The crucial question appears to be whether the “work” is basically one of human authorship, with the computer merely being an assisting instrument, or whether the traditional elements of authorship in the work (literary, artistic, or musical expression or elements of selection, arrangement, etc.) were actually conceived and executed not by man but by a machine.34

This question has just recently been answered from the following two cases, both decided in the past month as of this writing, holding that if the creative input does not come from a human, then copyright protection does not accrue.

In August this year, the District Court for the District of Columbia dealt with what could be the very first AI-generated image submitted to the Copyright Office for registration in Thaler v. Perlmutter.35 The plaintiff, Thaler, owned a computer system he called the Creativity Machine that generated an image he titled “A Recent Entrance to Paradise,” which he then tried to register in 2018. “Thaler left a note for the Office stating that the Work ‘was autonomously created by a computer algorithm running on a machine’ and he was ‘seeking to register this computer-generated work as a work-for-hire to the owner of the Creativity Machine.’”36 When his second request for reconsideration was denied, Thaler sued.

The court distinguished the camera in Burrow-Giles Lithographic Co. v. Sarony with Thaler’s claim of autonomous creation by stating, “[h]uman involvement in, and ultimate creative control over, the work at issue was key to the conclusion that the new type of work, photographs, fell within the bounds of copyright.”37 The court acknowledged:

Undoubtedly, we are approaching new frontiers in copyright as artists put AI in their toolbox to be used in the generation of new visual and other artistic works. The increased attenuation of human creativity from the actual generation of the final work will prompt challenging questions regarding how much human input is necessary to qualify the user of an AI system as an “author” of a generated work, the scope of the protection obtained over the resultant image, how to assess the originality of AI-generated works where the systems may have been trained on unknown pre-existing works, how copyright might best be used to incentivize creative works involving AI, and more.38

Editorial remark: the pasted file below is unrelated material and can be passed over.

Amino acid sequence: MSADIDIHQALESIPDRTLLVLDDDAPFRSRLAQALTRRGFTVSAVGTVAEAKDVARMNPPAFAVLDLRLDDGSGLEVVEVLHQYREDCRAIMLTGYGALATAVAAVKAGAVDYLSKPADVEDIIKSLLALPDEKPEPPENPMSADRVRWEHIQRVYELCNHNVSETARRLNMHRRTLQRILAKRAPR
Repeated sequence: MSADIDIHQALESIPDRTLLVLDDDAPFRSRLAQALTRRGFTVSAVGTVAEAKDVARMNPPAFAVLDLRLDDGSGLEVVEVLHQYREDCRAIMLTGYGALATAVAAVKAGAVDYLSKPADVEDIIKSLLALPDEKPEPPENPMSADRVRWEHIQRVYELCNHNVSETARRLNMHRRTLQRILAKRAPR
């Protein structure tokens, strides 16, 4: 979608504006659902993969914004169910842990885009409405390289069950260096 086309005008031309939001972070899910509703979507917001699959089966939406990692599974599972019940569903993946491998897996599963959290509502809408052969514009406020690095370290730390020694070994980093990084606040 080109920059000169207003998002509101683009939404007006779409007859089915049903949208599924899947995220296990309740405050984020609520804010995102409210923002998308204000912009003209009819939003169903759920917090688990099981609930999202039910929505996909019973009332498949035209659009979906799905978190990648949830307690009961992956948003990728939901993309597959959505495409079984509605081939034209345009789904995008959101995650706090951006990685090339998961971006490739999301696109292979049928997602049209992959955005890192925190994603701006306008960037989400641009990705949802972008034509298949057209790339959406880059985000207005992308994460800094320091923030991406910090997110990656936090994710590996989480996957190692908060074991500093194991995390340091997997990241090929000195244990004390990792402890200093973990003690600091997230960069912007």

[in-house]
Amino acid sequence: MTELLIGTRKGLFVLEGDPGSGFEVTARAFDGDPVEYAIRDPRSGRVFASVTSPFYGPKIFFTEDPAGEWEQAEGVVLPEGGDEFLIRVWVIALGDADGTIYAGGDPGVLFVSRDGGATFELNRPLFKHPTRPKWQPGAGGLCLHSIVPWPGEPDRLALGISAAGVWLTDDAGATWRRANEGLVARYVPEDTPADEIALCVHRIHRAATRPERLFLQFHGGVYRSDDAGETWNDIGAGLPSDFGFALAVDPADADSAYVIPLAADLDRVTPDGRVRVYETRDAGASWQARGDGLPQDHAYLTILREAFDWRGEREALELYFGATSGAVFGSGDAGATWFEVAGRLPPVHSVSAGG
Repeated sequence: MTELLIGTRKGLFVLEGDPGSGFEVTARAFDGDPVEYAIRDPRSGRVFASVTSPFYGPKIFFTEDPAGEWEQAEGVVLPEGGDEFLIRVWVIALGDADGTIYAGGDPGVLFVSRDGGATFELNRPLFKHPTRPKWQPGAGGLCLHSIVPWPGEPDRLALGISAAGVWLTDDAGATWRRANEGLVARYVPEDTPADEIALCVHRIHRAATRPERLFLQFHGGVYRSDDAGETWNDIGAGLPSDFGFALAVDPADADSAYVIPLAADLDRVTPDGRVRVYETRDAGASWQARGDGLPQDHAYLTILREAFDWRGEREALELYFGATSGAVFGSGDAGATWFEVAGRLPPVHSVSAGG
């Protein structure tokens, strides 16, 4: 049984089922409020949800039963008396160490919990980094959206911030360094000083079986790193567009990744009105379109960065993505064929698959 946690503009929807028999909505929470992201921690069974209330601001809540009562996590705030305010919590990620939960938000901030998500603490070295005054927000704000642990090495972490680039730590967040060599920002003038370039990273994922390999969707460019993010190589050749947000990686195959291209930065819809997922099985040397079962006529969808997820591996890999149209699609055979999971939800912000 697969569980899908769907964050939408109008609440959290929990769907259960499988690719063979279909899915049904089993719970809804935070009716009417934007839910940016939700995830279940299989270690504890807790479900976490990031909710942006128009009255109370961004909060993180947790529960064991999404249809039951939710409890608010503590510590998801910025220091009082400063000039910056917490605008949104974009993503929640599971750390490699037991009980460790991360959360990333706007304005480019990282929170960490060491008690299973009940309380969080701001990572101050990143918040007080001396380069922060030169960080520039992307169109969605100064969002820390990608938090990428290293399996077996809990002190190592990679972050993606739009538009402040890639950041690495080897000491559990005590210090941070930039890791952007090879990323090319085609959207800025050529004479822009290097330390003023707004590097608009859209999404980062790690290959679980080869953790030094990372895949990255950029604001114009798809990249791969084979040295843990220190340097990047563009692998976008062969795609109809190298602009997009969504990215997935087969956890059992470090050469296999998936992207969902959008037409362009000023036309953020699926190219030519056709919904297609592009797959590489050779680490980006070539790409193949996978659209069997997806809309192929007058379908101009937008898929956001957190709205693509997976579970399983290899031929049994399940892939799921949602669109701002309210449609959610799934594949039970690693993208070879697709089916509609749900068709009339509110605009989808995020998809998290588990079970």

Although Thaler asserted new facts that he provided instructions and directed his AI to create the image and the AI was entirely controlled by him, he was estopped from claiming such because of his previous conflicting statements to the Copyright Office. The court then held, “this case presents only the question of whether a work generated autonomously by a computer system is eligible for copyright. In the absence of any human involvement in the creation of the work, the clear and straightforward answer is the one given by the Register: No.”39

On September 5, 2023, the Copyright Review Board’s Second Request for Reconsideration for Refusal to Register Théâtre D’opéra Spatial denied copyright protection to the AI-generated image that won the 2022 Colorado State Fair’s annual fine art competition and garnered significant backlash from the arts community.40 Jason Allen created the image using Midjourney, a text-to-image AI program, but did not disclose it on his registration application. The Copyright Office knew about AI’s involvement from all of the publicity the image attracted and asked Allen about his use of Midjourney. Allen stated that he “input numerous revisions and text prompts at least 624 times to arrive at the initial version of the image.”41 He then used Adobe Photoshop to revise and add to the image and used Gigapixel AI to increase the resolution of the image. In response to his explanation, the Copyright Office asked him to exclude the content generated by Midjourney and he declined. The Copyright Office then refused to register the image. Allen requested reconsideration, stating that the point of creativity was his series of prompts to adjust the scene and dictate the tone of the image. He argued that the AI-generated image constituted raw material that he then transformed himself. The Office refused to register the image a second time, and he made a second request for reconsideration.